Does Admiration Matter?

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I'm going to go with, "No -- or at least not nearly as much as we might think."

Gallup pollsters reported Monday that President Obama was for the third year in a row "Americans' Most Admired Man," while Hillary Clinton was the most admired woman in America.

Indeed, "Clinton has dominated the Most Admired Woman title for most of the past two decades, earning 15 No. 1 rankings since her first appearance on the list in 1992," notes Gallup.

That didn't help her become the first female president in 2008, however, and all the admiration for Obama this fall didn't help him keep the House of Representatives in Democratic hands.

Meanwhile, the "single-digit performances" of Michelle Obama "on the list since Barack Obama took office are on the low side for other first ladies since Carter at this point in their husband's first term," Gallup notes.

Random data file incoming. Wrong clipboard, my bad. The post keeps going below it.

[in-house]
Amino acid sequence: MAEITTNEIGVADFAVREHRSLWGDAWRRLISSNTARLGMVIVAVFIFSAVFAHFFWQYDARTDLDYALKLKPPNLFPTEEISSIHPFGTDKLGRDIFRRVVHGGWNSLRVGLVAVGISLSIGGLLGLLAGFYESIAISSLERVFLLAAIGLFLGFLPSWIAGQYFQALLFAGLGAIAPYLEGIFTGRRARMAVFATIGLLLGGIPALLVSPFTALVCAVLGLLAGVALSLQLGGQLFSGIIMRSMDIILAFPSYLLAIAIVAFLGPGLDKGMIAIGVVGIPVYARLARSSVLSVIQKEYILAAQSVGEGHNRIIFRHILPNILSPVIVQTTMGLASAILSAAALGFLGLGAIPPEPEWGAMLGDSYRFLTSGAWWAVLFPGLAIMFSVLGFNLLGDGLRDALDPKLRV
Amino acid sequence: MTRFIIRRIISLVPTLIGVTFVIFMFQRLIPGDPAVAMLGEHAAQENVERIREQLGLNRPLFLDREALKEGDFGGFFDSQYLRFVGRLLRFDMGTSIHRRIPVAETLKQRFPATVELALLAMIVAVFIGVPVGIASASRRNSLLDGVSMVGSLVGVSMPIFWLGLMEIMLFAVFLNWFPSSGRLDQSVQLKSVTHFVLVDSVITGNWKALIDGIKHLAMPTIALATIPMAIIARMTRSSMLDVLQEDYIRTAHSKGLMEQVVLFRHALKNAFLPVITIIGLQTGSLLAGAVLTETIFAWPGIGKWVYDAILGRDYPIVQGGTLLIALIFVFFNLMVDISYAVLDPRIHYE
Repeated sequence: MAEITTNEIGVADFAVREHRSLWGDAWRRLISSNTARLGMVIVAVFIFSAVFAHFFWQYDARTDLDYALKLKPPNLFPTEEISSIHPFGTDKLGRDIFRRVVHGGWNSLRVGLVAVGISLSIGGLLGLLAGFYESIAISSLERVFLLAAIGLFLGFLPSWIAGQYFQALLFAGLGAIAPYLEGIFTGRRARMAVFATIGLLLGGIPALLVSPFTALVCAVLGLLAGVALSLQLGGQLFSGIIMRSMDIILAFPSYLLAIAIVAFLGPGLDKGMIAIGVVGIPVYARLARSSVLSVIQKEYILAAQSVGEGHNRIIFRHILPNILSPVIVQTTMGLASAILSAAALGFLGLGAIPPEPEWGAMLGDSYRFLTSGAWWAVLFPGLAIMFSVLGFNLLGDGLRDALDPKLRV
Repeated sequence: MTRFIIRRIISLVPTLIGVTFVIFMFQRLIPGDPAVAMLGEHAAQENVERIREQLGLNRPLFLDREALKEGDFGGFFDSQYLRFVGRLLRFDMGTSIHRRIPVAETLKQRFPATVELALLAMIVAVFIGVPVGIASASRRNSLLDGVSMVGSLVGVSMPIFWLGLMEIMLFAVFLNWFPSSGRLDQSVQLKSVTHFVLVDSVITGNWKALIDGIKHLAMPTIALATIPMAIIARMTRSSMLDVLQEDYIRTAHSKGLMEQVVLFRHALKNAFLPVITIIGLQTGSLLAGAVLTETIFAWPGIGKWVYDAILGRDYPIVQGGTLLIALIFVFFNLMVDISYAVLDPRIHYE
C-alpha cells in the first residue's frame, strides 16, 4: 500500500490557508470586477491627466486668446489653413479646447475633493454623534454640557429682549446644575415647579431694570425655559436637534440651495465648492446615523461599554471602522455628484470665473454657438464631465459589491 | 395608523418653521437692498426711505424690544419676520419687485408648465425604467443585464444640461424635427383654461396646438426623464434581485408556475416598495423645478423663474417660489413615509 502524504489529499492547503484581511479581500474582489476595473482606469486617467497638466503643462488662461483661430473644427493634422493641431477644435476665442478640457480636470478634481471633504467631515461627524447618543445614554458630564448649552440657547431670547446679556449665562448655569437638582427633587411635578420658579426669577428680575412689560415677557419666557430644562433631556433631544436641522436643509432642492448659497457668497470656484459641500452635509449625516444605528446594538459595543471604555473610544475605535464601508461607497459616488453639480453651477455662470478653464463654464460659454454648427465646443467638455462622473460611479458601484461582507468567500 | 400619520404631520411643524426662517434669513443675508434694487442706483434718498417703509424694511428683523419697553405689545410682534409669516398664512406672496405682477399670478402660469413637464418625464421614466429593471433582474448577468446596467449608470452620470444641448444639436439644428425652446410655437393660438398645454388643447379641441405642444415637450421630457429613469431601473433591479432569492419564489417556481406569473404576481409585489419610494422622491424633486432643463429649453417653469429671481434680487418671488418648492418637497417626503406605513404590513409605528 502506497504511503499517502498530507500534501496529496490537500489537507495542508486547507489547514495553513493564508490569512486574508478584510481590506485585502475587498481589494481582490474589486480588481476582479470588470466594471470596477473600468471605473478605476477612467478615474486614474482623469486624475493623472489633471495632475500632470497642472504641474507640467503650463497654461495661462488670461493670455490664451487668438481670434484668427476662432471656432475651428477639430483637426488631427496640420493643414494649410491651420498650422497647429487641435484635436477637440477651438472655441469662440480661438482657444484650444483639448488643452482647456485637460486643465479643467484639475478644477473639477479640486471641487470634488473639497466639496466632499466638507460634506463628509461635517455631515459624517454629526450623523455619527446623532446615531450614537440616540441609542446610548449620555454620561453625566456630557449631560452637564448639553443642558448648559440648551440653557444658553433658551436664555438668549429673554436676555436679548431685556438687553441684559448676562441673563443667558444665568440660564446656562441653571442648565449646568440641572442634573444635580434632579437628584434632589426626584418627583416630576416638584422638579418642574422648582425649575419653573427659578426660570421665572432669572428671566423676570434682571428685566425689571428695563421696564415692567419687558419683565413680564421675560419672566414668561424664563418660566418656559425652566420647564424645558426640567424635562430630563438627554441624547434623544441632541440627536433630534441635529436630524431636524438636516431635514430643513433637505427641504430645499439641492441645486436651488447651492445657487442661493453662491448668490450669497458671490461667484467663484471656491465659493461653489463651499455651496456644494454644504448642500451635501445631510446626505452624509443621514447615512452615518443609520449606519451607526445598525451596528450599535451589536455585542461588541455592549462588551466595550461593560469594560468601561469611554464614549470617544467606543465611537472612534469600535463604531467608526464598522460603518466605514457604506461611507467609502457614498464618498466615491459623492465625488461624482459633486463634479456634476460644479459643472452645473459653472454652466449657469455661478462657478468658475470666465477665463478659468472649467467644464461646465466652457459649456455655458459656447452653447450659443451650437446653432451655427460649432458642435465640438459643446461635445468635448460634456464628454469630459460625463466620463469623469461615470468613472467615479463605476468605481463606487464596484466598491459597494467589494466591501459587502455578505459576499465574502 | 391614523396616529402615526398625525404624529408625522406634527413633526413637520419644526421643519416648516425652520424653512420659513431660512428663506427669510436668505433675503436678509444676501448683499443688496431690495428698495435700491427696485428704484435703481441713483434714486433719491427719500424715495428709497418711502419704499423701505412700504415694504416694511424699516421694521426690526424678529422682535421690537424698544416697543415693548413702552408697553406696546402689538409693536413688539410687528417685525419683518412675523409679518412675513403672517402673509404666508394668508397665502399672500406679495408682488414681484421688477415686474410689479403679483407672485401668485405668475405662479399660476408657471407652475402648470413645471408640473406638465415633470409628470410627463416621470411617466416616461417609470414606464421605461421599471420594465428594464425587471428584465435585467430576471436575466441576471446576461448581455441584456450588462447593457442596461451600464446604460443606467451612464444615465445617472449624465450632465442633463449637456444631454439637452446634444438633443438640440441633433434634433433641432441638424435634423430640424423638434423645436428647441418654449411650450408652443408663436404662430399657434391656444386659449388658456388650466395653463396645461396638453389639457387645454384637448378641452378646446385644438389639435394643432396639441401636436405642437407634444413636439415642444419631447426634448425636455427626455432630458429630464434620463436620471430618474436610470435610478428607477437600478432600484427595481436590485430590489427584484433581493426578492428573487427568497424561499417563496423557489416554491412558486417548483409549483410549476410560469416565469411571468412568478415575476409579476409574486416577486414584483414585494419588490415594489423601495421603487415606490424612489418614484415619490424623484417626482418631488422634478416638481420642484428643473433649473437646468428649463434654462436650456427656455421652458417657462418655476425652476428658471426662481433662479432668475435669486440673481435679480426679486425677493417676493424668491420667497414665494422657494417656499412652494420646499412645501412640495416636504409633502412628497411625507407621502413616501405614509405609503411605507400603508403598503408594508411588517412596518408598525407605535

Not that it really matters. Hillary Clinton, after all, was the most admired woman for 22 percent of survey respondents her first year of first lady, as compared to the just 7 percent support for Michelle Obama in hers -- and yet any reasonable observer would say Obama is far less controversial a figure than Clinton was.

Perhaps, in the end, this survey says something only about the nature of admiration.

We admire people who take risks or do things that are gutsy -- but we don't necessarily like them very much, or even back what it is they are up to.

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Garance Franke-Ruta is a former senior editor covering national politics at The Atlantic.

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